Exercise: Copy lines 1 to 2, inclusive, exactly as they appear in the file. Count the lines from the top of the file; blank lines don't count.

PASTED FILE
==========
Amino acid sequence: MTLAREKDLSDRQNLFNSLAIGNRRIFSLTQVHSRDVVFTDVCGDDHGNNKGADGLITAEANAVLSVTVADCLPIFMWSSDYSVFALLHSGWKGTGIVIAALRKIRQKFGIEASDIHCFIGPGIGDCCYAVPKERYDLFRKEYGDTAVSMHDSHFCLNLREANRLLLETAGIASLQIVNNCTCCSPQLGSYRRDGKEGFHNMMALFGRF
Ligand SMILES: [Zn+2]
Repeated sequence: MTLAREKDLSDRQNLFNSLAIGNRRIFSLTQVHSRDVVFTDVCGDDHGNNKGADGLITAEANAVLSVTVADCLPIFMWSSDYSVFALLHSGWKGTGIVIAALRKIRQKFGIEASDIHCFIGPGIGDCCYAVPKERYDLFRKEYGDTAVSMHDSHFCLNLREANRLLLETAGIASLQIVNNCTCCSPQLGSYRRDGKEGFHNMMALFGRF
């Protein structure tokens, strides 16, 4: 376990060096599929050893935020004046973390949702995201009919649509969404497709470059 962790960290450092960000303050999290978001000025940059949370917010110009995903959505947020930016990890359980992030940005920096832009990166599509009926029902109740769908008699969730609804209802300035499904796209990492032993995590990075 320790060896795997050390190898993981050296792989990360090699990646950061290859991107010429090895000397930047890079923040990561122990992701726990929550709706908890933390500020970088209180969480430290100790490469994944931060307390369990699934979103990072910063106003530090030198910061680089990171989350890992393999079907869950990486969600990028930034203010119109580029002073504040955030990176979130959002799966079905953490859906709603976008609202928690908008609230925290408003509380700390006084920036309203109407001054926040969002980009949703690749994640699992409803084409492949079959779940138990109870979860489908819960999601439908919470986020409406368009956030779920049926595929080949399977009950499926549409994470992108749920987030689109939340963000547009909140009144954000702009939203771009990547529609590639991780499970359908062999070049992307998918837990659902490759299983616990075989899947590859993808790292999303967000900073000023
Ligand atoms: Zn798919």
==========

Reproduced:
Amino acid sequence: MTLAREKDLSDRQNLFNSLAIGNRRIFSLTQVHSRDVVFTDVCGDDHGNNKGADGLITAEANAVLSVTVADCLPIFMWSSDYSVFALLHSGWKGTGIVIAALRKIRQKFGIEASDIHCFIGPGIGDCCYAVPKERYDLFRKEYGDTAVSMHDSHFCLNLREANRLLLETAGIASLQIVNNCTCCSPQLGSYRRDGKEGFHNMMALFGRF
Ligand SMILES: [Zn+2]